Healthy Happy Dog

By October 23, 2020 No Comments

Bringing home a new pet is exciting and scary, along with tons of other emotions. When it comes to puppies,  one of the fears most shared by new puppy owners is “how do I make sure my dog will behave?” The fear of the unknown, especially as it relates to our puppy’s behavior in public in situations such as: when new company is over for a visit, at the dog park, when walking Sam around the neighborhood etc.  There is a very simple solution to our woo’s, and its best not to over complicate matters. The answer is something that we can all master, that is socialization! 


But, just what does socializing my puppy mean? In short, it’s making sure that our puppies have as much exposure to outside stimulation as possible during critical points within their lives. It makes them feel comfortable when things are not quite “normal” or exactly routine. The critical period for proper puppy socialization is within the first 3-16 weeks of life. 


If we look at this time in seperate sections, the first (and most critical) is that your puppy should stay with its mom and siblings until they reach 8 weeks of age.  The mother provides comfort, nutrition, and nurturing while the siblings teach the new pup about how to play and interact with other dogs. If puppies are removed before this time frame, it can lead to negative behaviors such as excessive barking, fearfulness on walks, reactivity to noises, toy possessiveness, food passiveness, and other attention-seeking behaviors.  


After 8 weeks of age, the puppy begins seeking interactions with people.  It is important to expose them to as many different environments as possible. When planning these adventures, think about what they may experience within their lives, and try to replicate that with them during this period. You may not have children, but bring them around children for play dates. Expose them to loud noises, people with canes, wheelchairs etc.  


One of the questions that I am asked most often when it comes to this topic is around puppies not being fully vaccinated yet. Won’t my new puppy get sick from being exposed? Aren’t they supposed to have all of their vaccinations before they get out?  Unfortunately,  if we were to wait until they have all of their vaccinations it would put the puppy past the 16 week mark. I always tell my clients there are safe ways in which to expose their puppies to all of these environments. First,  you should seek out family and friends who have well vaccinated animals and let them interact with them in either their homes or yours.  This will give them an environment that provides the elements that they need to grow, but yet is safe and controlled. Make sure to not let them play in places that the cleanliness of the environment is in question.  Once the puppy has received a couple vaccines it would be ok to allow them to attend puppy classes. This advice is given with the condition that the place(s) that you  bring your puppy is well known and that ALL puppies in the environment have been vaccinated and dewormed, and that the facility is clean.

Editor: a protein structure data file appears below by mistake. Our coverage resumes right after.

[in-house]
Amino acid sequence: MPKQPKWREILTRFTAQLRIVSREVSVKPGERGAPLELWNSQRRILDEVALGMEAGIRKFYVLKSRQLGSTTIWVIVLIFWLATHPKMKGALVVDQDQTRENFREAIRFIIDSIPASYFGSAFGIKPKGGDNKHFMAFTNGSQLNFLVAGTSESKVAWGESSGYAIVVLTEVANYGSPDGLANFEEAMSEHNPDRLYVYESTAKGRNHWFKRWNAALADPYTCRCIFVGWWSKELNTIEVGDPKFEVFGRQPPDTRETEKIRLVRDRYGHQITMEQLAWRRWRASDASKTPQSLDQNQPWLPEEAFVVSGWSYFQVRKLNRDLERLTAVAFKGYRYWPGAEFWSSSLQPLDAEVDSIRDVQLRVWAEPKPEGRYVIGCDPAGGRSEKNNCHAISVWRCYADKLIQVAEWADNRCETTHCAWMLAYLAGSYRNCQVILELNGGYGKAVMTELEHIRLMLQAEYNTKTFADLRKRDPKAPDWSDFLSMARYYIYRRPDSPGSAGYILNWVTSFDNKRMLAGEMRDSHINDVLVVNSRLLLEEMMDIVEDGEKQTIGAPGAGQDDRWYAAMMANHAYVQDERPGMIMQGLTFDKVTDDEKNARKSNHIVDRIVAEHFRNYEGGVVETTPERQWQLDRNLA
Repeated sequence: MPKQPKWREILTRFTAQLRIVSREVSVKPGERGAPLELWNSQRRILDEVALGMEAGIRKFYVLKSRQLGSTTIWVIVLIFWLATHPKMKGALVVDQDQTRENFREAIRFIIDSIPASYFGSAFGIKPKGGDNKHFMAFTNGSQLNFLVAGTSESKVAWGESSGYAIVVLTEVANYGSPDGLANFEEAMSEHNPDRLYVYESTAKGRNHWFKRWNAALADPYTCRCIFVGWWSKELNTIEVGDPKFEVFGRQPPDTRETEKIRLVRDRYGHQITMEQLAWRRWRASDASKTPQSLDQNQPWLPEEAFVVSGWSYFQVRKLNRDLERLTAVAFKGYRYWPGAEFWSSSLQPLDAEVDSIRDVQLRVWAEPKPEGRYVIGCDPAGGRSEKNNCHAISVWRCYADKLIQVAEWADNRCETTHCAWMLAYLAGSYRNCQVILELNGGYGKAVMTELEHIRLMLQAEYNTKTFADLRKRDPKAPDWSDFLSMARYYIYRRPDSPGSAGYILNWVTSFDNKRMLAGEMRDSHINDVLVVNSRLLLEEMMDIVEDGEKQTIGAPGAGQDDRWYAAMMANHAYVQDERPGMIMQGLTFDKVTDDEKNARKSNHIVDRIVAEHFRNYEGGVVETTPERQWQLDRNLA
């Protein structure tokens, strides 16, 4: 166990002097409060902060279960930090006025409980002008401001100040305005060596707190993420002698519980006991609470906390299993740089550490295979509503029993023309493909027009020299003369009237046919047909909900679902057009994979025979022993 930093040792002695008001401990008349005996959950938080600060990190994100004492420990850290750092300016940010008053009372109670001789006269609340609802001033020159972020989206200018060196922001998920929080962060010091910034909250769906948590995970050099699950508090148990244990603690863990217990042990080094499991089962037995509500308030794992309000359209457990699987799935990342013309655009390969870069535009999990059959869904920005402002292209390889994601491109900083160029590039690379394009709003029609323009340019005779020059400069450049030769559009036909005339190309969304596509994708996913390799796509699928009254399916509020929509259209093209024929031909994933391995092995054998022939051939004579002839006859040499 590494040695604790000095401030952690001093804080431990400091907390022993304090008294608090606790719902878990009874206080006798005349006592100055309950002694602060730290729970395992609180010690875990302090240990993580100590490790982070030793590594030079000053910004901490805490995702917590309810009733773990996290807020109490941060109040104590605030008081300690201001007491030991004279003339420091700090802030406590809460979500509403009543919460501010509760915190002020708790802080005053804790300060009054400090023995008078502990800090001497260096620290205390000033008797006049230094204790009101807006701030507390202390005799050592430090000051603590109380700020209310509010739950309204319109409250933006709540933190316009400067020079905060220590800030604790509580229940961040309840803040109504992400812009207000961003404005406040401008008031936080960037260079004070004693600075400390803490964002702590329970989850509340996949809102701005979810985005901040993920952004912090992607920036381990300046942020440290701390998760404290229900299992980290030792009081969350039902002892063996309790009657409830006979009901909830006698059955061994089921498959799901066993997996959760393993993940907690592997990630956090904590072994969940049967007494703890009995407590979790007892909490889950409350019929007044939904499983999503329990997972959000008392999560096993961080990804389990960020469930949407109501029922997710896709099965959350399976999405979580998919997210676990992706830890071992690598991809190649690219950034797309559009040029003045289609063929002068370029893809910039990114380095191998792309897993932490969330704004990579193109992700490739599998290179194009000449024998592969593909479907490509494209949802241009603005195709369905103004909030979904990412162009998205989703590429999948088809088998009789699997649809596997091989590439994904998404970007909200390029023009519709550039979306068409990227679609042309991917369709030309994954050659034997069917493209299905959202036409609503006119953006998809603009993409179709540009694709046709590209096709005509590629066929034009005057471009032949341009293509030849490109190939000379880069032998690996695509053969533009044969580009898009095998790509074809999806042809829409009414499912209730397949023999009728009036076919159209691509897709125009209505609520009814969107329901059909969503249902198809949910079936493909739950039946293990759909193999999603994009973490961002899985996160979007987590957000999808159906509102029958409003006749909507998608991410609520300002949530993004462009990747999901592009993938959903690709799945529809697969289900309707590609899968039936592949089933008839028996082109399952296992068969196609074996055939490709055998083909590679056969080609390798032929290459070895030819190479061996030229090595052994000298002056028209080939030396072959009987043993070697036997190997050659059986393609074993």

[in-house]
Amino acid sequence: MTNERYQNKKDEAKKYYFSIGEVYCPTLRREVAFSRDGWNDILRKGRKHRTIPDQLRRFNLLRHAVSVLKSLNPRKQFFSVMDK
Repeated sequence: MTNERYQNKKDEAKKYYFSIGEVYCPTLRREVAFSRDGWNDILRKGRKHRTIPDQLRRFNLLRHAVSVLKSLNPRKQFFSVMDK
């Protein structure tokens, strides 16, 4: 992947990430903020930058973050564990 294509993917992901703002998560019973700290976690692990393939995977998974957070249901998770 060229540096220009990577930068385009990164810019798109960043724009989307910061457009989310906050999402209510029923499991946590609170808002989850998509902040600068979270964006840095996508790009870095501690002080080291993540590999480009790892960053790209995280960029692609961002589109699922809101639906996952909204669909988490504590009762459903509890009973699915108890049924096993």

Another important aspect is to make sure that training is always positive.  A positive, happy environment with positive reinforcement such as rewards, treats, and praise is best when trying to raise your puppy and also contributes to their socialization.   Negative reinforcement can cause fear, and puppies are very sensitive at the early ages we are discussing today, and they will remember these negative reinforcements. This memory can backfire, and turn into more negative behaviors (like the ones that you are trying to train them away from). You want them to be exposed to these new environments but don’t overly force them into certain situations. It’s important to remember that, like a new child, the puppy needs a lot of love, attention, and patience. 


In this post we have focused on the very young pets. What should you do if you either adopt or bring home an older pet?  In this scenario, it is important to make the right choice in selecting that pet. Environment that the pet is coming into, and the temperament and socialization level of the pet must be considered as the pet will be less flexible. Now, don’t fret. What they say is true, you can teach an old dog new tricks, and they can still be taught new things.  Some of the same concepts that we discussed earlier will work on older dogs too. It just may take a little longer. Positive reinforcement and rewards, along with lots of love attention and yes, patience will pay off dividends when counteracting bad behaviors that were learned prior to coming home with you. 


Lastly, more of what I do on a daily basis is making sure pets are healthy.  They need good nutrition, exercise-which includes a lot of play time, and most importantly, consistent and proper veterinary care.  This care includes regularly scheduled checkups either on a yearly or twice yearly basis as they age.  This care  includes, but is by far not limited to, vaccinations, blood screenings, and other laboratory testing throughout their life.  Oral care is very important as well.  Studies in both humans and pets conclude that regular preventative dental cleaning, and care can increase life expectancy for at least 3 years.  Living in South Louisiana, heartworm and flea prevention is absolutely critical for a longer life.  Heartworms can cause heart failure within a couple of years.  Even if your pets are inside, they are still prone to mosquitoes biting them, leading to health issues. 


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